Revealed during the hearing
In the past two years, Bulloch County Manager Tom Couch did not conduct annual job evaluations of county employees under his direct supervision. Michael Classens, attorney for fired Board of Commissioners Clerk Christy Strickland, made a point of this, suggesting that Couch would discipline departmental supervisors who failed to do evaluations.
The county's policy doesn't actually state that employees are entitled to bereavement leave when their grandparents die but authorizes it for deaths of parents, spouses, children and grandchildren. Three days is the maximum.
Classens acknowledged that Couch has discretion to make special conditions — he called them policies — for particular employees. The county's employment policy does not appear to limit this discretion, at least in the quick look Couch gave it under questioning from Classens.
"So, there's nothing in here," Classens said, holding the policy book. "You have unbridled discretion to do anything you want, any time at all, regarding any employee, in spite of the fact that it's inconsistent with the specific or general policy that's in here?"
"I would argue that I do not have unbridled discretion," Couch replied. "However, I believe I have reasonable discretion and that I exercise reasonable discretion."
Fired for missing work and failing to bring medical excuses specifically required of her, Christy Strickland, the clerk of the Bulloch County Board of Commissioners, appealed to the board. But at the end of a hearing Monday night, the commissioners unanimously upheld County Manager Tom Couch's decision.
Strickland worked nine years for the county government and was promoted to clerk of the board and license administrator in November 2012. Couch gave her the termination notice Aug. 22, 2014, after an Aug. 19 "progressive corrective action" notice warning of this.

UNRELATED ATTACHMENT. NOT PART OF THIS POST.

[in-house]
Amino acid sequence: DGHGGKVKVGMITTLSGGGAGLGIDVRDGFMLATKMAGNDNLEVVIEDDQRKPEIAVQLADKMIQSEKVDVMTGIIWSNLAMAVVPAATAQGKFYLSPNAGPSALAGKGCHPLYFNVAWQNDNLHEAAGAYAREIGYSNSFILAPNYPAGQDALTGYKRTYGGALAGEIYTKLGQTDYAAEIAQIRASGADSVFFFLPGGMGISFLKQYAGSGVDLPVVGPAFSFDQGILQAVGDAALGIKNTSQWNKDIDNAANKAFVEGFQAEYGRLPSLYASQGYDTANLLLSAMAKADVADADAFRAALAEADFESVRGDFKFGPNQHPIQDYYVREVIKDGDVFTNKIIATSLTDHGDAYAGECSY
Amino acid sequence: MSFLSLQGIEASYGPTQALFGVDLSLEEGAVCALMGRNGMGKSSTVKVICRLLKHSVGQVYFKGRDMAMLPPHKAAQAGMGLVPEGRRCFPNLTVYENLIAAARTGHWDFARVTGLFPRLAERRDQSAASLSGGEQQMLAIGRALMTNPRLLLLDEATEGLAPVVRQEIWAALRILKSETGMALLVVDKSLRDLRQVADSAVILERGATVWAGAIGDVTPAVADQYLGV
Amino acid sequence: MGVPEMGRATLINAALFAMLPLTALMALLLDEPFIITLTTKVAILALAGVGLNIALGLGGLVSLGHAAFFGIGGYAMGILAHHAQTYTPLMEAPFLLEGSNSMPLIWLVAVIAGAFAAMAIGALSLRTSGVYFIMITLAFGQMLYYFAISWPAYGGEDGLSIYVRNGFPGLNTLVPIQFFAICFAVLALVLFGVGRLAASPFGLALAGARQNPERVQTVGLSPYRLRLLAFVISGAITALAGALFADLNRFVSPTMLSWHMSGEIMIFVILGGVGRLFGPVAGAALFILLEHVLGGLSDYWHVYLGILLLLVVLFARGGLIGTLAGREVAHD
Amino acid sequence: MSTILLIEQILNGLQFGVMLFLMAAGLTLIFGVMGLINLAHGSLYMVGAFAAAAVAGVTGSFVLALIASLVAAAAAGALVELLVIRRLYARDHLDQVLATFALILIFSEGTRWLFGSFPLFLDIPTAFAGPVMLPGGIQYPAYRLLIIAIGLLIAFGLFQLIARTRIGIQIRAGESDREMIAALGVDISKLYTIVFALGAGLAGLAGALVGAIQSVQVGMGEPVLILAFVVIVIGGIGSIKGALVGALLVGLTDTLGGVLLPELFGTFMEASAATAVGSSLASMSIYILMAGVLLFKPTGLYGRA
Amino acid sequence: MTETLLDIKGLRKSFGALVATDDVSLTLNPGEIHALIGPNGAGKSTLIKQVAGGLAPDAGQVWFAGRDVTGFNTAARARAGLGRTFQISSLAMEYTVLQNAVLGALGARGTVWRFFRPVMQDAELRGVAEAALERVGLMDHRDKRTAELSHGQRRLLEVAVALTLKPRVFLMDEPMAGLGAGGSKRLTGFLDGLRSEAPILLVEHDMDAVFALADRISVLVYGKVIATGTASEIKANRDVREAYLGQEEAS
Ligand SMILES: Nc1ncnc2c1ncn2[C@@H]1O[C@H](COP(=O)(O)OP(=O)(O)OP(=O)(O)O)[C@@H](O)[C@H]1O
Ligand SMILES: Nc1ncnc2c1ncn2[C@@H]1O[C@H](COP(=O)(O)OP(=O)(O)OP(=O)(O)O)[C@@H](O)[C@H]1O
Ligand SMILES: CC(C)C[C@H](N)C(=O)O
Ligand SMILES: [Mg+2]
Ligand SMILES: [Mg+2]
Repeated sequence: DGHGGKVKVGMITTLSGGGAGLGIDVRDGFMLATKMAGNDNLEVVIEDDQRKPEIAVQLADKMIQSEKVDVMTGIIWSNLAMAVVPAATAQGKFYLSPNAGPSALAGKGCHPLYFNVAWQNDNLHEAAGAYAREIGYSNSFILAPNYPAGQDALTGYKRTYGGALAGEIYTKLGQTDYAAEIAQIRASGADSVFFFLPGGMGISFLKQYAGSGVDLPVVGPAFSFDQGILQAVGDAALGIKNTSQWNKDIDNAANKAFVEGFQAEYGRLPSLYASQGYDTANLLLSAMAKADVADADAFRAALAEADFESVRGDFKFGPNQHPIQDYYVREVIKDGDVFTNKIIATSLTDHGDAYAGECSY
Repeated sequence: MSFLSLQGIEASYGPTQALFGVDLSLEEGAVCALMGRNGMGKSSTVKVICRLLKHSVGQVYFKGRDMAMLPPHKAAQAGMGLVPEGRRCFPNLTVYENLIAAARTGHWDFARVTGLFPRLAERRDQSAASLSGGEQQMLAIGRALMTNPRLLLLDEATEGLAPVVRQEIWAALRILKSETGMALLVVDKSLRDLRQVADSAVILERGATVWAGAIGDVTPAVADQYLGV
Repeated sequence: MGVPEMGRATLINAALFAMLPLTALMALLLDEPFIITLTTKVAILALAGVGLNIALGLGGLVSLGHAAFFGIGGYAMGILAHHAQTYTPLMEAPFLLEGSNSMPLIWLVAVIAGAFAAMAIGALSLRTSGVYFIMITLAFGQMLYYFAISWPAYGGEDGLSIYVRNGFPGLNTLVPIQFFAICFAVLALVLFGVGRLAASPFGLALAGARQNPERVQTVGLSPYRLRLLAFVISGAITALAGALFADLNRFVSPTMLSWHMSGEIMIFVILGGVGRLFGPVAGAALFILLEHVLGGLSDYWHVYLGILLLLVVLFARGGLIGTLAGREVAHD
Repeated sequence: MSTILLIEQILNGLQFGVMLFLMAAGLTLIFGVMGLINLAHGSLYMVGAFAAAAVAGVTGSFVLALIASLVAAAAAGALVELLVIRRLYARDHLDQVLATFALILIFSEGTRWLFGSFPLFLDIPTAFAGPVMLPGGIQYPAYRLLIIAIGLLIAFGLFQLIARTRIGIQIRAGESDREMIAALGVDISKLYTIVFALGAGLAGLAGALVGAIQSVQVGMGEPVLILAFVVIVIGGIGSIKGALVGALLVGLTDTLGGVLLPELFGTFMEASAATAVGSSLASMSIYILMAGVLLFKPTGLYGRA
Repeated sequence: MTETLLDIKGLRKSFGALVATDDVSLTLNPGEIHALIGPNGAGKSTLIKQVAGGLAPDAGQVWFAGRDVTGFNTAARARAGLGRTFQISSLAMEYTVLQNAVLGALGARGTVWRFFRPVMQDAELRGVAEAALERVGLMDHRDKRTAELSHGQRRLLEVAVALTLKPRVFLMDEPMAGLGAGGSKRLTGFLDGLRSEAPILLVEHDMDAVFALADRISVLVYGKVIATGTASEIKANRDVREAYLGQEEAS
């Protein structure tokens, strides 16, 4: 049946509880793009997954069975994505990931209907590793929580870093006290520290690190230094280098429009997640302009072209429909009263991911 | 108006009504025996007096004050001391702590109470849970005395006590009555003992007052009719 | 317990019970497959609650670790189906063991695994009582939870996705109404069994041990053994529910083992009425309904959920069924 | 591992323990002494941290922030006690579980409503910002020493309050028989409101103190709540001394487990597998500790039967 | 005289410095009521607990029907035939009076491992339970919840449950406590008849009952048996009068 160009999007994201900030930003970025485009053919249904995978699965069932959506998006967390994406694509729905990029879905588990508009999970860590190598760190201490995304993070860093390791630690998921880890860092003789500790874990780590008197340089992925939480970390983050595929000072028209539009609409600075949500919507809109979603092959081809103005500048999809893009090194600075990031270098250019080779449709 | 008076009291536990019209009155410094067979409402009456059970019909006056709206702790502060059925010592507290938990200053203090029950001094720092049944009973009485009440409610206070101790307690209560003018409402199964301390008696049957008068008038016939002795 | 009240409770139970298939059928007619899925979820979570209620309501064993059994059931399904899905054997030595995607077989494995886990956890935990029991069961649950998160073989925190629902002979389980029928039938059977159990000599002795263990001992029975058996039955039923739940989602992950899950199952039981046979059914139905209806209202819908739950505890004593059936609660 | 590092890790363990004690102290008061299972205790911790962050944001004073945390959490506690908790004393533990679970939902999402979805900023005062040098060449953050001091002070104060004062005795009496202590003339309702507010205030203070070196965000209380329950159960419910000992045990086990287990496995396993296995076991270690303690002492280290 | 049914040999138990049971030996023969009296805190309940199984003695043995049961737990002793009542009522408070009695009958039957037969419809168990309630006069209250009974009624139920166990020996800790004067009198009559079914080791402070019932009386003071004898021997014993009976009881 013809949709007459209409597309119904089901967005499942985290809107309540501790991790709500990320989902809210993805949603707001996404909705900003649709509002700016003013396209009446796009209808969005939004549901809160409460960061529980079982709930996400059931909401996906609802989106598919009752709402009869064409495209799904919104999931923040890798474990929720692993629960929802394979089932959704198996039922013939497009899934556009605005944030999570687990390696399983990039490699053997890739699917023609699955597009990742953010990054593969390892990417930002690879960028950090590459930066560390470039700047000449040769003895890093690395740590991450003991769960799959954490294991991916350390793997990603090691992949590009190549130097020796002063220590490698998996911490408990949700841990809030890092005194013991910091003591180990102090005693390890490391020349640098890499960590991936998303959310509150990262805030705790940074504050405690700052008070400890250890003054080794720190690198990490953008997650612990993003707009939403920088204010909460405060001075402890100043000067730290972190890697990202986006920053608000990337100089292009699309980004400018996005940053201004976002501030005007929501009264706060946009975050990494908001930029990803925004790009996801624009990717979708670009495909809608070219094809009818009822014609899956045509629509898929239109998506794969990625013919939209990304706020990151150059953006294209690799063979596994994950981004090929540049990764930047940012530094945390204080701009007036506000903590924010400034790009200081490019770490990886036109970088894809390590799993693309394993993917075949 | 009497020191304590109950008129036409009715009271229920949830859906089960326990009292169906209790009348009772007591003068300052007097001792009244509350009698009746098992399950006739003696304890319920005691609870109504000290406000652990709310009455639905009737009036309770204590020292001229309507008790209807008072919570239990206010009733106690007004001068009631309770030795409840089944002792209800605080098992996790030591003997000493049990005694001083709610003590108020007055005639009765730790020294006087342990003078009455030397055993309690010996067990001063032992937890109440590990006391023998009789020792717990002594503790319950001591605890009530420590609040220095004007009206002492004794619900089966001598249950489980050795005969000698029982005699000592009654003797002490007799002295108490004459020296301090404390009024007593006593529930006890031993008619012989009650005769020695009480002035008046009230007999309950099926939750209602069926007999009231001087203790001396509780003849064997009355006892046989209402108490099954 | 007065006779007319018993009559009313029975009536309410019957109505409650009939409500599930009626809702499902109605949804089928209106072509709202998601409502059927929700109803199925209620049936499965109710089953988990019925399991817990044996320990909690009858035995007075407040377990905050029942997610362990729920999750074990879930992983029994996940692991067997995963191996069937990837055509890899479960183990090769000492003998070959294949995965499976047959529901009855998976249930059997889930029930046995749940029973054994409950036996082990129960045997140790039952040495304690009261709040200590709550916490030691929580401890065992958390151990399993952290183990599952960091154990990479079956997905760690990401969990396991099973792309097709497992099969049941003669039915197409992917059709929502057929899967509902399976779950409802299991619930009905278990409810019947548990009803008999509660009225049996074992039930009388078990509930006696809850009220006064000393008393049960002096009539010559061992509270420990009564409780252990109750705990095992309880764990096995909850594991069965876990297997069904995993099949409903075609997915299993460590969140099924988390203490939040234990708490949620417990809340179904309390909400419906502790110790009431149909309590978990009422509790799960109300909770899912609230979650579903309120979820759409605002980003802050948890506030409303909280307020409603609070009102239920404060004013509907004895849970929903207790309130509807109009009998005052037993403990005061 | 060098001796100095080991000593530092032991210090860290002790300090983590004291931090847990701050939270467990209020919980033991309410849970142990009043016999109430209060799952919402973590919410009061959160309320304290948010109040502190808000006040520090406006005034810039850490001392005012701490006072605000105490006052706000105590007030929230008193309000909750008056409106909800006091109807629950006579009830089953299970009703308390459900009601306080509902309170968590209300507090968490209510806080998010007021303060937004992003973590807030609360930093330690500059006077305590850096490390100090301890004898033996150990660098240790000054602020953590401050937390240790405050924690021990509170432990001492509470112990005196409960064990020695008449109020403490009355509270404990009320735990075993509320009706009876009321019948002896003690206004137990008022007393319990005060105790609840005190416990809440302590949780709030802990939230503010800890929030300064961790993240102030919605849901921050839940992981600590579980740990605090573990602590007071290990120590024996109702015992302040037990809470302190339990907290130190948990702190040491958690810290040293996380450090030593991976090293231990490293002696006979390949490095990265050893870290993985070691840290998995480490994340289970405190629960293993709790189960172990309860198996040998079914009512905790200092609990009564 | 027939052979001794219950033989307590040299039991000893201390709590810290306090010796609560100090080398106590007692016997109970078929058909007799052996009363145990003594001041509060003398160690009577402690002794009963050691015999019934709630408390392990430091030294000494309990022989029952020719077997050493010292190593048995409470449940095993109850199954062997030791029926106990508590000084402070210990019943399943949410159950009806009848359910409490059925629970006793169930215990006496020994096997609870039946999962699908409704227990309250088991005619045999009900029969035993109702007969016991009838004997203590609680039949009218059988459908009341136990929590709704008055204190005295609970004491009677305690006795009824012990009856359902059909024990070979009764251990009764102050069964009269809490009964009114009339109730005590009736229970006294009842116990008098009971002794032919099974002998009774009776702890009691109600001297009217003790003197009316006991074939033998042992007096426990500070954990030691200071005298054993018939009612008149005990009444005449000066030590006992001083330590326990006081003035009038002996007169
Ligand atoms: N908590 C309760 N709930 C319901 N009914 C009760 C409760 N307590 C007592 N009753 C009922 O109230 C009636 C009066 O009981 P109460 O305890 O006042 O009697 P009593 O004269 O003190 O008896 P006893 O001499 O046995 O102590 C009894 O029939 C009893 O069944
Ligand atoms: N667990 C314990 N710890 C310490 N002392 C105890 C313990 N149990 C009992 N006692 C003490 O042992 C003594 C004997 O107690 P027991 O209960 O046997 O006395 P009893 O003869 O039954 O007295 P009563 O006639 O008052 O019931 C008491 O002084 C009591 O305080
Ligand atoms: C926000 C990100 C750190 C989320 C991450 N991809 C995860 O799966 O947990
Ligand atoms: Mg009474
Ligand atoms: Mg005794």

"I have not intentionally violated the County Attendance and (Punctuality) Policy," Strickland wrote Couch in a reply letter. "Have things come up? Yes, I am single mother of two children who are my responsibility. ... My mother, who is the only parent I have, had a traumatic injury on May 29, 2014 which has put a damper on her helping me with the girls and also requiring me to care for her."
Strickland's mother, her arm in a complicated brace from a fall that required surgery, sat in the county commissioners' meeting room during Monday's hearing.
Adding to Strickland's load this summer, one of her children has been diagnosed with a medical condition that causes blinding headaches, according to Strickland's letter and statements during the hearing. Also, her grandmother was placed in hospice care June 12 and died June 17.
Couch authorized the three days Strickland took off at the time of her grandmother's death as bereavement leave, and these were not counted in the cause for her firing but were mentioned in her letter and during the hearing.
The county's attendance policy states that three unscheduled absences or days late in any three-month period would be excessive and could subject employees to corrective action. Citing a "pattern of unscheduled absences and reporting" in an April 3 memo to Strickland, Couch placed special conditions on her that are not part of the policy but that he said were warranted as corrective action. He required that, for the next six months, she provide medical certification of any illness of hers, or school certification of any absence by her children, within 48 hours of missing work.